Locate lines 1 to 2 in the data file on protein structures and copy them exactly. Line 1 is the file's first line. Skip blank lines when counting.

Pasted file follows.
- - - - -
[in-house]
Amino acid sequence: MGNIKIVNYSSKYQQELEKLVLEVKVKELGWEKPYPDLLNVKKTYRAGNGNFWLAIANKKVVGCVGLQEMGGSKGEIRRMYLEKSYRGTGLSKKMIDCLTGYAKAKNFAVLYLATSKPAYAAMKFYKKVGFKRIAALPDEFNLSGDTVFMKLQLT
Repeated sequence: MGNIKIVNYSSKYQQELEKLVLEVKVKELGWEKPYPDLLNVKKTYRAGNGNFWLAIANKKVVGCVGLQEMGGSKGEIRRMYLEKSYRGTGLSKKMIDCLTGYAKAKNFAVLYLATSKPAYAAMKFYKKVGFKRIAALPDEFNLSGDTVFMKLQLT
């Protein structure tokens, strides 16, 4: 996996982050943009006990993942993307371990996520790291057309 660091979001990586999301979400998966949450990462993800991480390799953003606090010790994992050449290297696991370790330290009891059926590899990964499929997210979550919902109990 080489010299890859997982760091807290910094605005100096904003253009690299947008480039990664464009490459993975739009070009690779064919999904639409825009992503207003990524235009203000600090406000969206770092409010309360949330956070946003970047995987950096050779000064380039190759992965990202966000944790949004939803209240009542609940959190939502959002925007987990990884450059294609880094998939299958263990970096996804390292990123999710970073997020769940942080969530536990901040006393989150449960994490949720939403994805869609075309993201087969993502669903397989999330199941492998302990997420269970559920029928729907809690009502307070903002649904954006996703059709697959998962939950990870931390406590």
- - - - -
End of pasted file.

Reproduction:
[in-house]
Amino acid sequence: MGNIKIVNYSSKYQQELEKLVLEVKVKELGWEKPYPDLLNVKKTYRAGNGNFWLAIANKKVVGCVGLQEMGGSKGEIRRMYLEKSYRGTGLSKKMIDCLTGYAKAKNFAVLYLATSKPAYAAMKFYKKVGFKRIAALPDEFNLSGDTVFMKLQLT